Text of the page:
Wednesday, April 24, 2024

Voters, cast ballots with confidence

| August 20, 2020 1:00 AM

It feels odd to examine the reliability of U.S. Mail, something most people have taken for granted for centuries. In 2019, the independent U.S. Postal Service (funded exclusively by its own income) delivered more than 143 billion pieces of mail to more than 160 million addresses, including 46 million rural ones, where in some cases USPS is not simply the cheapest, but the only option.

That includes absentee (where voters request a mailed ballot) and, in some states, mail-in (where a ballot is automatically sent to all registered voters) ballots. For both, the USPS has long-established election mail protocols and priority.

Is mail a reliable way to vote?

Reliability boils down to rejection rates, to making sure every vote is counted.

According to the independent, bipartisan U.S. Election Assistance Commission, 23.7 percent of votes cast in the 2016 general election were by mail, including absentee. Of those, approximately 1 percent weren’t counted. The reasons included “the signature on the ballot not matching the signature on the state’s records,” “the ballot not having a signature,” a “problem with return envelope,” or “missing the deadline.”

To compare, the number of in-person ballots rejected in 2016 was two-thirds that of mail-in. According to a report by MIT Election Data and Science Lab, total rejection rates of returned absentee and mail-in ballots in the 2020 primaries ranged from less than 1 percent to under 2 percent in five “battleground” states.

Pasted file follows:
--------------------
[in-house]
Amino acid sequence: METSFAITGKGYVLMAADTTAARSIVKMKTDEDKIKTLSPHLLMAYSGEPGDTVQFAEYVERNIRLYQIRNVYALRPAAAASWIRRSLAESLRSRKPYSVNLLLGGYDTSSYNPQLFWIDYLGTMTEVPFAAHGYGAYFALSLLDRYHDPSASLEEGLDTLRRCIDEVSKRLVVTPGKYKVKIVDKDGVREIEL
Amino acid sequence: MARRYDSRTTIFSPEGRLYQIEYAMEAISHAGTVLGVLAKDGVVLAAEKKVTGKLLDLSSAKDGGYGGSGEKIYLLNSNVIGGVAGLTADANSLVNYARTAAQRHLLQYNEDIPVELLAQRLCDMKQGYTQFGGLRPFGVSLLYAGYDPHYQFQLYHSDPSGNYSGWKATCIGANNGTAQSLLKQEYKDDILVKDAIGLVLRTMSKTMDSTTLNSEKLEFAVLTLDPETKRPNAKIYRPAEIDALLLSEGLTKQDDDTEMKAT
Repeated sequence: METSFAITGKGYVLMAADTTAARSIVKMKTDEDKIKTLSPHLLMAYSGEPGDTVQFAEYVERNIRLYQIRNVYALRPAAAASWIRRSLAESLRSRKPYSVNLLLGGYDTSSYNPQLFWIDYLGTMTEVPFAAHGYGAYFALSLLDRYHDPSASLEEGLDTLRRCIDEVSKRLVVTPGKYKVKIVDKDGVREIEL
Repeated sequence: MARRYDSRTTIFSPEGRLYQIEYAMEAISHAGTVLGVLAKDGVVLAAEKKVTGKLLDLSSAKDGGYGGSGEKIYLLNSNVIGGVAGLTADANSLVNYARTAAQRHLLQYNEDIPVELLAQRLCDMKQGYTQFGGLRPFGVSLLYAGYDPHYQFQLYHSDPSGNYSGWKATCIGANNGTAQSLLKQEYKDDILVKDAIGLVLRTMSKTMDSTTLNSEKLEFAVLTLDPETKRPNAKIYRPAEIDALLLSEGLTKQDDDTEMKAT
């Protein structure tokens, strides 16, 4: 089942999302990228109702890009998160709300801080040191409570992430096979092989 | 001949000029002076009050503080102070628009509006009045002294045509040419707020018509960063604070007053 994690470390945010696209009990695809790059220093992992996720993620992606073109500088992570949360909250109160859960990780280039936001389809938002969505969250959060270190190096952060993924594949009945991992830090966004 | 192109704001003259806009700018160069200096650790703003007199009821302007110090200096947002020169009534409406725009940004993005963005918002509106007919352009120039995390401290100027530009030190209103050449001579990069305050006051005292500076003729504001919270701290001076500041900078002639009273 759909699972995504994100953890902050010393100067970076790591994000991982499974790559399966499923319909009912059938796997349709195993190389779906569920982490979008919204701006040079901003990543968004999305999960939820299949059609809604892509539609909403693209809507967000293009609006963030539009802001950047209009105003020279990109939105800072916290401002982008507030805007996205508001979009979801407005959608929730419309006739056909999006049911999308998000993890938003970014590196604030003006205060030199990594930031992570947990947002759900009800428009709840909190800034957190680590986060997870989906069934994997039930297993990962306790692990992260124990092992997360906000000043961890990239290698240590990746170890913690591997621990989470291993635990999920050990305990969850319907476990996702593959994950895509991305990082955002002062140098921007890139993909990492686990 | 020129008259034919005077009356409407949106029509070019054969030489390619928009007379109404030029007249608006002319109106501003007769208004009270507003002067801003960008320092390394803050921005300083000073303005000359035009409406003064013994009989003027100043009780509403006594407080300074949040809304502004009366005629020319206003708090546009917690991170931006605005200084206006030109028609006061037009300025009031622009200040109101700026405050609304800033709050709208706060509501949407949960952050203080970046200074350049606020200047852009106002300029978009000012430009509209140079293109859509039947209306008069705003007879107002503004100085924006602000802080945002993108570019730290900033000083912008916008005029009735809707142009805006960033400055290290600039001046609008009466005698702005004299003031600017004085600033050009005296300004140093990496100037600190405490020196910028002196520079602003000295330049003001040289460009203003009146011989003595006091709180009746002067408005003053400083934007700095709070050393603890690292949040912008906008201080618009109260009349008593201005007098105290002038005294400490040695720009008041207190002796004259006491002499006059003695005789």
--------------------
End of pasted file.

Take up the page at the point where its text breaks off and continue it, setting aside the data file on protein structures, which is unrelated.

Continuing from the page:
Such data suggests typically 99 percent votes by mail are counted. The anticipated higher mail volume in November could create either an unprecedented challenge, or a transforming opportunity to change how America (and likely, the world) votes.

What about fraud? Fraud concerns are understandable, yet no system is foolproof. Research suggests that despite expressed fears, even when it has occurred, ultimately neither party has gained a net advantage. According to data compiled by the Brookings Institution, the Brennan Center for Justice, as well as the U.S. Elections Project (based at the University of Florida), there is “no evidence” that mail ballots increase electoral fraud — at least in terms of results.

Anti-fraud protections built into the process include requiring absentee ballot requests to be from registered voters, mailing ballots to the official address listed on voter registration rolls (so be sure to keep yours updated), requiring voter signatures on the external envelope and matching signatures with the registration, and making sure the ballot came from the address of an actual voter. If a ballot looks questionable, some states use a signature-matching technique to verify the signature of the voter.

Military personnel stationed abroad who have voted by absentee ballot since the Civil War have made “virtually no claims” of election fraud.